Eastern Grey Squirrel

Physical Description

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Eastern grey squirrels are medium sized Squirrels.   Males and females are similar in size and color. The fur on their back  ranges from grizzled dark grey to pale grey and may have red tones.  Their ears are pale grey to white. Their tail is white to pale grey. The  underparts are grey to white. 

Habitat

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Eastern Grey Squirrels prefer large blocks of hardwood or mixed forests, as well as in  urban and suburban areas. Prefers mature deciduous and mixed forests  with abundant supplies of mast (e.g., acorns, hickory nuts). A diversity  of nut trees is needed to support high densities. Also uses city parks  and floodplains. Seldom far from permanent open water. In southern  Alabama, narrow bands of hardwoods along ephemeral streams were an  important component of the habitat in even-aged pine and mixed  pine-hardwood stands. Rests in tree cavity or leaf nest; leaf nests  apparently are made primarily by dispersing juveniles 18-19 weeks old.  Nests in tree cavities or in leaf nests, usually 25 feet or more above  the ground.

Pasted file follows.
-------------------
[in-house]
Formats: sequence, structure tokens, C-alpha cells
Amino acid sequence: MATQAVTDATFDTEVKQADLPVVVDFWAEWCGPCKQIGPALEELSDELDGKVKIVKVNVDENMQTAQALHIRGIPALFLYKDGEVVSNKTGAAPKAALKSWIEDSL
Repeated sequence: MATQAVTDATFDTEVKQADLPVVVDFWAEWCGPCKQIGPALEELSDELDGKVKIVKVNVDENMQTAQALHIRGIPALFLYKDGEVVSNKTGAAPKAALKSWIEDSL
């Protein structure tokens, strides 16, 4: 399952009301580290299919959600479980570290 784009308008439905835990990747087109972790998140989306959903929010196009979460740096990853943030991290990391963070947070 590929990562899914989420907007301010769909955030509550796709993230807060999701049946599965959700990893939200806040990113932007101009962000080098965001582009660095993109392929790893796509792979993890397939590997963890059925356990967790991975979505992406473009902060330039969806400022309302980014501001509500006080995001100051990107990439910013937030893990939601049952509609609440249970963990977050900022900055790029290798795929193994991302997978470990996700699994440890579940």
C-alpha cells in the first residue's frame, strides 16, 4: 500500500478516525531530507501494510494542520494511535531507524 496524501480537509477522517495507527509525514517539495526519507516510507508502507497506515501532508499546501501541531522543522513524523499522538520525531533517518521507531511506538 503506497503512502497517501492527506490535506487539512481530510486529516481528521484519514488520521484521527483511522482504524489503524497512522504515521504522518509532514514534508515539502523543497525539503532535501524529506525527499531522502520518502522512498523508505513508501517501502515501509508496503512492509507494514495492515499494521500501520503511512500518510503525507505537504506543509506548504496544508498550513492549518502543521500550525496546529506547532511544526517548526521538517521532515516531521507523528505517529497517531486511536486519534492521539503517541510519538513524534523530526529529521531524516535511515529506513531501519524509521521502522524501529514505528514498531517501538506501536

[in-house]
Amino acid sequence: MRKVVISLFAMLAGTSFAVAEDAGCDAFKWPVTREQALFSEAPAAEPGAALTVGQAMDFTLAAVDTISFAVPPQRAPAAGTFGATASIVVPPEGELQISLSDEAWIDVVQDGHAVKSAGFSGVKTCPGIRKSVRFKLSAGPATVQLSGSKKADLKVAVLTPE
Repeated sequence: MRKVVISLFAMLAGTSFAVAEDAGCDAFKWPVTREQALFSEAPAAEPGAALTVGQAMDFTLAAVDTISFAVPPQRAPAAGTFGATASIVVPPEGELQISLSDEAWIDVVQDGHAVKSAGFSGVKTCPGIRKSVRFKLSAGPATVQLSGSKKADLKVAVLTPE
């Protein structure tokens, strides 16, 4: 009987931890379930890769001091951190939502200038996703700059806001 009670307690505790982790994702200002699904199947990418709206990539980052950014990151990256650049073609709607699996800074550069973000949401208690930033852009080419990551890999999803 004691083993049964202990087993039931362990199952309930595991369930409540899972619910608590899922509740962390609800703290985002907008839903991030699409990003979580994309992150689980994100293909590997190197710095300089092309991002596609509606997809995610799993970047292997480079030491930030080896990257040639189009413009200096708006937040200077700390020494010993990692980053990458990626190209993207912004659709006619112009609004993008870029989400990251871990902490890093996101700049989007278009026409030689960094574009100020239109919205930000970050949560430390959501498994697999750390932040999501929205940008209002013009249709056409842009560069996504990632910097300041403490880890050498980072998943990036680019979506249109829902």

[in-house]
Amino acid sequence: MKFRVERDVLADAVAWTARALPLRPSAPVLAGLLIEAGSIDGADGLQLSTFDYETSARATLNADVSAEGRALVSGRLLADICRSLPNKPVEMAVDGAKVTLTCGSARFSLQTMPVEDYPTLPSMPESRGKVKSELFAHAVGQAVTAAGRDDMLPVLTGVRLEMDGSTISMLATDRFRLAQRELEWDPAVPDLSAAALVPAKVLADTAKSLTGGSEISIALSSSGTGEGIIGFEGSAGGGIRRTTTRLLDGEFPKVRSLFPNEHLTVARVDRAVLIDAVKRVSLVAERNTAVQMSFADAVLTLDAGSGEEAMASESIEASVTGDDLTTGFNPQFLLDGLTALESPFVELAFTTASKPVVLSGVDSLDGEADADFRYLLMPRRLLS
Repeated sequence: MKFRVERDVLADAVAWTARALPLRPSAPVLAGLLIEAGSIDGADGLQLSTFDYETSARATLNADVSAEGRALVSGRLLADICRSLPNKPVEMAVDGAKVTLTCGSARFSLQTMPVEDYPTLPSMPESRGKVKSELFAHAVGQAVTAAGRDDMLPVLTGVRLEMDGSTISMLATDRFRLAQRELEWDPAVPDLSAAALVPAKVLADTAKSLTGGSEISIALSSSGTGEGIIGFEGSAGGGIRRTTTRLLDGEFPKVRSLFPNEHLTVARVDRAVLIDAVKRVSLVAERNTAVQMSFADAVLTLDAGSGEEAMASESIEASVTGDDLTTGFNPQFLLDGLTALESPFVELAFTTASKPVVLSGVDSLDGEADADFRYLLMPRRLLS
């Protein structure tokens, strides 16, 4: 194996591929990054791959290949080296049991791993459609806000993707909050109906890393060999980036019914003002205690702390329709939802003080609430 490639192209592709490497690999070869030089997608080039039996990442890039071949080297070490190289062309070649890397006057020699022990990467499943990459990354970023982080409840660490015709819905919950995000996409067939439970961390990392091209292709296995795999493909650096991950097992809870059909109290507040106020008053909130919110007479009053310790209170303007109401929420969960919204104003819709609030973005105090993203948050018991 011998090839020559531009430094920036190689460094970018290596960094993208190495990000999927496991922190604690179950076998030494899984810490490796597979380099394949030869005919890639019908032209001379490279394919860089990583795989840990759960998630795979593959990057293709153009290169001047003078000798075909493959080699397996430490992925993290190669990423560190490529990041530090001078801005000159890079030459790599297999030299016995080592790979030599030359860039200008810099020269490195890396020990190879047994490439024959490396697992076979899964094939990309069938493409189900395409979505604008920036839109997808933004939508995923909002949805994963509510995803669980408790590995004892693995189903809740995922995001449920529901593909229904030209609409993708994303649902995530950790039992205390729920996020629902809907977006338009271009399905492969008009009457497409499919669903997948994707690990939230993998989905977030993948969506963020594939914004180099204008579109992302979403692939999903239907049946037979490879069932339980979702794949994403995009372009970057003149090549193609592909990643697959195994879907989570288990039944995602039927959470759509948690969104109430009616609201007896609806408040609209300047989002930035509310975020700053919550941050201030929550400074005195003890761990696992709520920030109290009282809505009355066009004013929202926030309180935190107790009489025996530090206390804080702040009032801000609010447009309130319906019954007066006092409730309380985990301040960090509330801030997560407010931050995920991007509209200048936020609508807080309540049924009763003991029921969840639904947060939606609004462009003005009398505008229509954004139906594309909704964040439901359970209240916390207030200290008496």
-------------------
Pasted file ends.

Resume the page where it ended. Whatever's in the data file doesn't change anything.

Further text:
Behavior/Diet

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Eastern grey squirrels communicate among themselves with a variety of  vocalizations and postures, such as tail flicking.  They also have a  keen sense of smell and can determine much about their neighbors in this  way, including levels of stress and reproductive condition.  Eastern Grey Squirrels feeds mostly on  nuts, flowers and buds of more than 24 species of  oaks, 10 species of  hickory, pecan, walnut and beech tree species.  Maple, mulberry,  hackberry, elm, bucky and horse chestnut fruits, seeds, bulbs or flowers  are also eaten along with wild cherry, dogwood, hawthorn, black gum,  hazelnut, hop hornbeam and gingko tree fruits, seeds, bulbs and/or  flowers.  The seeds and catkins of gymnosperms such as cedar, hemlock,  pine, and spruce are another food source along with a variety of  herbaceous plants and fungi.  Crops, such as corn and wheat, are eaten,  especially in the winter.  Insects are eaten in the summer and are  probably especially important for juveniles.   Cannibalism has been  reported, and squirrels may also eat bones, bird eggs and nestlings, and  frogs.   They bury food in winter caches using a method called scatter  hoarding and locate these caches using both memory and smell.